It was the Fair That Changed America. And it was the chance for Tesla and Westinghouse to show the world the power of their AC system. The 1893 World’s Columbian Exposition made Tesla a household name and changed his life forever.
Hello all –
It’s a time of big changes for www.teslapodcast.com. Pardon the appearance while I get the new site up and running!
In the meantime, you can still find all past episodes at http://kotowych.com/teslapodcast/
Aiming to have a new episode up within the next week–and the new website, too!
Westinghouse makes an 11th-hour bid to electrify the Chicago World’s Fair of 1893 with Tesla’s AC system and GE will do anything to torpedo the deal. Welcome to Thunderdome: two bids enter, one bid leaves…
Edison and Westinghouse battle over lightbulbs and high finance as we return to the trenches of the War of the Currents, and see how the war whittled itself down from fifteen combatants to just two…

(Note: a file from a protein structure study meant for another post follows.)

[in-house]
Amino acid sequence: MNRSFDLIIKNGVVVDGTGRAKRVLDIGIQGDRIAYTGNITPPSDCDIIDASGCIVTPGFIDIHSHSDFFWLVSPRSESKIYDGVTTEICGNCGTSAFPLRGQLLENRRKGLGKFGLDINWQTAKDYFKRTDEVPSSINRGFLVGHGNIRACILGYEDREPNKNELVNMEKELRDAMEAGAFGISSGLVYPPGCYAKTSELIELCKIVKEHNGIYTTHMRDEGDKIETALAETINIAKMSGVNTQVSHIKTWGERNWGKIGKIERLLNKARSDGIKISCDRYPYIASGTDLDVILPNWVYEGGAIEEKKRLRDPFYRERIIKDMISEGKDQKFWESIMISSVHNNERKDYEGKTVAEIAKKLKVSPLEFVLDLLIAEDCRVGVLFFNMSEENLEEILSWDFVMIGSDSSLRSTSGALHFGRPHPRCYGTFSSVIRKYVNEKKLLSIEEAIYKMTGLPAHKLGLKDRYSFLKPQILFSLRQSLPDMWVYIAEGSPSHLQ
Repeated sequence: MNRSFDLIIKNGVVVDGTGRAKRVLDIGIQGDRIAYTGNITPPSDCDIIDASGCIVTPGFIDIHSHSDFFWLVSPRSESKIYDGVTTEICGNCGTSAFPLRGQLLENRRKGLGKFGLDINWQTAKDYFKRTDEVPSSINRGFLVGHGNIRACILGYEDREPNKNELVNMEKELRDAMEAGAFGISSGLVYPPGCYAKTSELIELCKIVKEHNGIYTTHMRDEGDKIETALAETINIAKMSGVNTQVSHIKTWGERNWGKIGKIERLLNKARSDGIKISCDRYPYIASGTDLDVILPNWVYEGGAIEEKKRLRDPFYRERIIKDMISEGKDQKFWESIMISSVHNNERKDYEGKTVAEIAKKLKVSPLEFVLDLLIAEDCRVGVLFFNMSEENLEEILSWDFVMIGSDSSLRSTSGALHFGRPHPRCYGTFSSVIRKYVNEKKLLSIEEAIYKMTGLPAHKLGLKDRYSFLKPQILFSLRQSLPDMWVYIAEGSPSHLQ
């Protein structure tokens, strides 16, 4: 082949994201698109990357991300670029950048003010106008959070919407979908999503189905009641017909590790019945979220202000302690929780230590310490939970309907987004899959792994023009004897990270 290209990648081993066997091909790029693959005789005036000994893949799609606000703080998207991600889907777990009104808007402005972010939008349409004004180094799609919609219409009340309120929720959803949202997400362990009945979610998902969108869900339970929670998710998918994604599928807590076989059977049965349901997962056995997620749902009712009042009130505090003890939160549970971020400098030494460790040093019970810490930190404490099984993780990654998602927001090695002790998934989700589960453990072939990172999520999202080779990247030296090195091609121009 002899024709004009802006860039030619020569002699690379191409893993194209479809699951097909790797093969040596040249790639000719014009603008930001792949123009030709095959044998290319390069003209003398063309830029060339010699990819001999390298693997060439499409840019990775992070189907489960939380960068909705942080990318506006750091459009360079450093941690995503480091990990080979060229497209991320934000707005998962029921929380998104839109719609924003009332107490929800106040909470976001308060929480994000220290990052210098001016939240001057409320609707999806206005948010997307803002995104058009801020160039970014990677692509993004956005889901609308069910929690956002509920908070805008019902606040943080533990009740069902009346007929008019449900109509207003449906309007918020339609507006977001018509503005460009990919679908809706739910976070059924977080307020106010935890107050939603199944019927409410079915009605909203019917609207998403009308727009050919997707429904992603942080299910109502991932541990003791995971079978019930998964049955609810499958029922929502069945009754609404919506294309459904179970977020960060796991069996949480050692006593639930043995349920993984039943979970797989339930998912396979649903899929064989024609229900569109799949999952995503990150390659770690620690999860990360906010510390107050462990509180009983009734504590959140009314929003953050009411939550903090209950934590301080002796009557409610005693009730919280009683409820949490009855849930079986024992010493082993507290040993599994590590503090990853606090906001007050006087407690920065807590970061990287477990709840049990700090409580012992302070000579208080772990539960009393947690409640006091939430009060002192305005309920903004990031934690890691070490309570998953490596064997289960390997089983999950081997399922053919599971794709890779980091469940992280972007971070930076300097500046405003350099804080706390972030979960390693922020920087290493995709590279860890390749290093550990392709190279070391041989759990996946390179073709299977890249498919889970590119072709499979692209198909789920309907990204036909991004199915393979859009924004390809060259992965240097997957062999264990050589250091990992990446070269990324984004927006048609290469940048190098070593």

Tesla’s trip to the Continent would take an emotional and physical toll that he couldn’t have imagined. But he nevertheless returned from Europe with the big idea that would dominate the rest of his career.
When his colleagues in the AC field start turning on him, Tesla uses an invitation to lecture in London to reassert his place as the inventor of the AC motor and to dazzle Victorian London with all-new discoveries.
Tesla the Showman knocks ’em dead at the AIEE with a lecture for the ages and a breathtaking demonstration of high frequency AC. It was his ticket to fame and celebrity.
Fresh from his return from Europe, Tesla goes on an inventing spree and dabbles in high-frequency currents. But when George Westinghouse comes calling and pleads poverty, Tesla makes a fateful and costly mistake…
The War of the Currents enters its most ghoulish and macabre phase: when the combatants were willing to play with a man’s life. William Kemmler became the first person put to death by deliberate electrocution. Viewer discretion is very much advised.
When New York became the first state to execute people using the electric chair, Edison and his DC supporters would do anything to ensure it was alternating current that powered “Old Sparky”…